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At Water’s Edge

Words and images by Paul Blackmore

By August 27, 2021The Collective

‘Water has no taste, no color, no odor; it cannot be defined, art relished while ever mysterious. Not necessary to life, but rather life itself. It fills us with a gratification that exceeds the delight of the senses.’

– Antoine de Saint-Exupery, 1900-1944, Wind, Sand and Stars, 1939.

At Water’s Edge,– spanning 11 years and 14 countries – provides a global look at how water flows through the spiritual and physical daily lives of people around the world. The photographs poignantly illustrate the unfolding drama of the global water crisis and how it is affecting those caught up in it: a billion people without access to clean water, another four billion without an adequate supply. Against this dire backdrop, the work also celebrates the quiet, yet essential connection with nature that water offers us.

At Water’s Edge begins in the year 2000, during the Eritrean/Ethiopian war, when a lack of water drastically affected those attempting to flee the conflict. The world- wide scarcity of clean water has also evolved into a devastating drama still seen in many Third World cities, particularly in Mumbai, where even the city’s poorest citizens are forced to pay exorbitant amounts for clean water. Blackmore also explores the strange scenario that occurs when seas die. In Kazakhstan, Blackmore discovered that the Aral Sea, a once glistening body of water, had lost two-thirds of its volume after source waters had been diverted for cotton irrigation during the Soviet era. Blackmore recorded a desolate, surreal image of a lone, rusting fishing boat stranded on the dry seabed, symbolizing the Aral Sea’s now devastated fishing industry.

In Blackmore’s At Water’s Edge humanity’s reliance on water runs deeper than the physical. The work also explores the spiritual significance of water in religion; from the Voodoo Saut d’Eau waterfall cleansing ritual in Haiti to the Jewish Mayim Shelanu water-collecting ceremony in Jerusalem; from the Muslim Wudu prayer cleansing ritual in Bangladesh to the icy waters of the Christian Orthodox Festival of the Epiphany in Russia. Blackmore reveals the universality in the world’s most diverse religions: the power of water to atone the human spirit. In At Water’s Edge Blackmore has again sought the truth in the lives of others; revealing the beauty of the intimate and often vulnerable relationship individuals have with water, whilst simultaneously exploring the global situation of water scarcity.

Paul Blackmore

Paul Blackmore is an acclaimed Sydney based photojournalist.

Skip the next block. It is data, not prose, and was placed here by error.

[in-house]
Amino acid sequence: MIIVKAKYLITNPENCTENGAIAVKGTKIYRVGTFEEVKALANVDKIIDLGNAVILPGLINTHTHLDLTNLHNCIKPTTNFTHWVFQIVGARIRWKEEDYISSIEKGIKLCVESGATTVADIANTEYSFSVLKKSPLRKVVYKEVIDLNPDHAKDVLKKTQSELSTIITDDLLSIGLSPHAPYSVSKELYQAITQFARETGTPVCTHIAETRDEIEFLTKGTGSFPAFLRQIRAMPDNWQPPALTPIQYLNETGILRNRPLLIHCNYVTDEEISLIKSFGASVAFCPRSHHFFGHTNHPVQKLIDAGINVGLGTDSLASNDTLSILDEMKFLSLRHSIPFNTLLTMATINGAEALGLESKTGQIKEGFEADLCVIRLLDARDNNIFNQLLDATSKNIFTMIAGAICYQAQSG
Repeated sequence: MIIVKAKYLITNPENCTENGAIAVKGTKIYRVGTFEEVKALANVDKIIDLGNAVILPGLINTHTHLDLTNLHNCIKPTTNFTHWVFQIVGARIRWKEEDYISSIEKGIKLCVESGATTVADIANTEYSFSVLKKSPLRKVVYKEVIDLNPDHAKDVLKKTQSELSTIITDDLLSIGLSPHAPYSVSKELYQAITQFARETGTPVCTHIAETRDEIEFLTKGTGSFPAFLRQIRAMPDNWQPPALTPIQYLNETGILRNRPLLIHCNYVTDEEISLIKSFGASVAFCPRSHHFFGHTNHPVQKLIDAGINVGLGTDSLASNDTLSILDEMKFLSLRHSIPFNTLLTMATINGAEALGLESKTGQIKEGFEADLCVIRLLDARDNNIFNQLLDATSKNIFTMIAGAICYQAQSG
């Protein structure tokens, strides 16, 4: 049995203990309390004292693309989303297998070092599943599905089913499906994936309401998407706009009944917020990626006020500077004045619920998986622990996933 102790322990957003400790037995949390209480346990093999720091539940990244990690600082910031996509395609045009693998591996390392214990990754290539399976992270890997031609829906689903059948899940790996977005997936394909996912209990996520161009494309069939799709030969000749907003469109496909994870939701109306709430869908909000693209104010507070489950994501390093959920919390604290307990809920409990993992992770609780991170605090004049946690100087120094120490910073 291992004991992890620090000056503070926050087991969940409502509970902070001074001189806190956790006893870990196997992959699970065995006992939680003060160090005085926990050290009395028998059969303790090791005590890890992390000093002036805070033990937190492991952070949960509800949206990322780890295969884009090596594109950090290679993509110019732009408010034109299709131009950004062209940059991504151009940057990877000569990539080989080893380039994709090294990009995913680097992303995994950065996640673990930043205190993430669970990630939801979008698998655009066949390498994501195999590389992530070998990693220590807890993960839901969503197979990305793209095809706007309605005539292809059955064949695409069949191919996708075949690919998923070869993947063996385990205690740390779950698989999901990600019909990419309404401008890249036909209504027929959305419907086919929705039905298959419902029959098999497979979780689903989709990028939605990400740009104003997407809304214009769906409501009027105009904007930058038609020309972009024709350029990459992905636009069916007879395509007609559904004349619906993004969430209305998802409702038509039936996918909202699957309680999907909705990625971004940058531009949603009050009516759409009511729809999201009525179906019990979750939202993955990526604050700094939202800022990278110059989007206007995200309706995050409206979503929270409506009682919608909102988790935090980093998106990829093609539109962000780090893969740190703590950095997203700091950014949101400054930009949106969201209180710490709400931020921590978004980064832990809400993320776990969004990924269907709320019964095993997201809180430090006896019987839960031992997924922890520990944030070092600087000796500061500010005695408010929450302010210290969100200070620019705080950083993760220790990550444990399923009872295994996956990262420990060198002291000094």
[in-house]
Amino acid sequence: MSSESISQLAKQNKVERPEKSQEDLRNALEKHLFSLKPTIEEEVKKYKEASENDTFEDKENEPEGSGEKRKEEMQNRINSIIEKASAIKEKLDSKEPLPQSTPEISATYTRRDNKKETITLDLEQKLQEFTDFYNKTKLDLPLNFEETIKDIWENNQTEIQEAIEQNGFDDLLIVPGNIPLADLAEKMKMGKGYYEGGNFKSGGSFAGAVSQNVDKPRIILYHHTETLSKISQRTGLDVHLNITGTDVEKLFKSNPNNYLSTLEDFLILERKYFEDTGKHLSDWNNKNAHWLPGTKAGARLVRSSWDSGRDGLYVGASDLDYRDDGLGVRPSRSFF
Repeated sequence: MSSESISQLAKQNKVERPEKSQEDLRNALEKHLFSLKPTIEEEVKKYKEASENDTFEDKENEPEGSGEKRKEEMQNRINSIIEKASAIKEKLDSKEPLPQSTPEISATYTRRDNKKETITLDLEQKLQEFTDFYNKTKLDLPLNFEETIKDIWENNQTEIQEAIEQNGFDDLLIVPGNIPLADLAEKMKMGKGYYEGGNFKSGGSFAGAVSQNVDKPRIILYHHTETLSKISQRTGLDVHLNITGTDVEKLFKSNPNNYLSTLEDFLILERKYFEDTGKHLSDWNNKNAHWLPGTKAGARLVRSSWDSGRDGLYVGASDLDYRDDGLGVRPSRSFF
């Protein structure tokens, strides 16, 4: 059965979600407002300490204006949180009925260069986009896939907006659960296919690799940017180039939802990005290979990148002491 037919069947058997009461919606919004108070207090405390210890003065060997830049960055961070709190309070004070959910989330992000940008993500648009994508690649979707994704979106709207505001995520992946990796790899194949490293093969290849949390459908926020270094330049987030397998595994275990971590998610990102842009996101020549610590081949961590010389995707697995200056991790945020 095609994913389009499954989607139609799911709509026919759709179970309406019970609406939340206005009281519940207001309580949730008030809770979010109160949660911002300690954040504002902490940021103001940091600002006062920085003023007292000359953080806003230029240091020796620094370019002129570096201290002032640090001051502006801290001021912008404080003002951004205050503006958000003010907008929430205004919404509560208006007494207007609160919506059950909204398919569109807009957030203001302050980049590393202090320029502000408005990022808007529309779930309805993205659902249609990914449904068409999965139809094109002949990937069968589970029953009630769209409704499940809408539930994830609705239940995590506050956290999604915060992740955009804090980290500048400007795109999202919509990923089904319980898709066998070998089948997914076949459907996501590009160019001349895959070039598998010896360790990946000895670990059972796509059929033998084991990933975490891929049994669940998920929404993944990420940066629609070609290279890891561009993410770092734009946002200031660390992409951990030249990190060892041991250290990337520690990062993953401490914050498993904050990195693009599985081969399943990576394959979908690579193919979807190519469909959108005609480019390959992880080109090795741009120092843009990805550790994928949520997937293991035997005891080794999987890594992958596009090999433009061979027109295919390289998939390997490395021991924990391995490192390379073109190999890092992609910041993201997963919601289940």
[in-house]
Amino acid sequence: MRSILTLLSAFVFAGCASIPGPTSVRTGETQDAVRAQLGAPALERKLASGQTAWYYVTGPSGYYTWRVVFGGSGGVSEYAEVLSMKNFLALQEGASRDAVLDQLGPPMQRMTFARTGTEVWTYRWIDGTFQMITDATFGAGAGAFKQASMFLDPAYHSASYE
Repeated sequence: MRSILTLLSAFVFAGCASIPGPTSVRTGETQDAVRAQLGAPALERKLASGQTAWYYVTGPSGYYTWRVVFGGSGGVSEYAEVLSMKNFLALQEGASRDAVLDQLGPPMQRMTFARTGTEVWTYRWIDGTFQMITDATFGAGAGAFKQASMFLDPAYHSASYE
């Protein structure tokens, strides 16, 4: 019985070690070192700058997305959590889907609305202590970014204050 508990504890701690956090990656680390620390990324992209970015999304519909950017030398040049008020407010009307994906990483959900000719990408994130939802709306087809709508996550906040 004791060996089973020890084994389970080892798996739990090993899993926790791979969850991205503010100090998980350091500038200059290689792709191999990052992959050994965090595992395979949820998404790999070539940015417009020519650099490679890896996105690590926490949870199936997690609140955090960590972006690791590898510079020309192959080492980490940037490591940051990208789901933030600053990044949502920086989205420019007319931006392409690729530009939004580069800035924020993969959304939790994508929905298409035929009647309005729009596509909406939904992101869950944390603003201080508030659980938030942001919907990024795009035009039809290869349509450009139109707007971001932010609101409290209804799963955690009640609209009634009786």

Renowned for covering social and political issues in Australia and internationally, Blackmore’s books, work and essays have been exhibited and published widely. Blackmore’s highly regarded first book, Australians: Response to the Land examined how the tough Australian environment animates and influences Australian culture. In the book’s introduction, esteemed author David Malouf writes: “In Paul Blackmore’s world these people are allowed the dignity of their ordinariness; he seeks out what is touching in them. This collection is full of such moments of affection and uncondescending regard for the lives of others. For all its grimness, the world he presents is aglow with life, and little incidental beauties, and an abiding mystery.”

In his new body of work Heat, Blackmore’s exposes a culture laid bare under an ever hotter sun. Against the backdrop of Sydney’s Eastern Suburbs, Heat explores the intimate relationship between humanity and the ocean. While Blackmore’s images seeks beauty, they are vibrant and at times haunting reminders of our cultural and spiritual reliance on our beaches. As one of the key exhibitions of the Head On Photo Festival, Heat is incredibly relevant to contemporary Australia. Part of the series was featured in the exhibition Water at GOMA Nov2019 – April 2020.
Blackmore’s many photo essays and stories, published in such international media as Time, L’Express, Le Monde and Geo, have established him as a much sought-after collectable photographer. He has gained prominence through his exhibitions at Stills Gallery Sydney, Perpignan France, the Centre for Contemporary Photography, Melbourne and At Water’s Edge at the Leonardo Museum Salt Lake City. A selection of works from Heat was shown at GOMA 2019- 2020. Blackmore is one of a new generation of photojournalists – reporters of reality –whose elegant, coherent and enduring observations function as both valuable records of social change and stunning fine-art images. 

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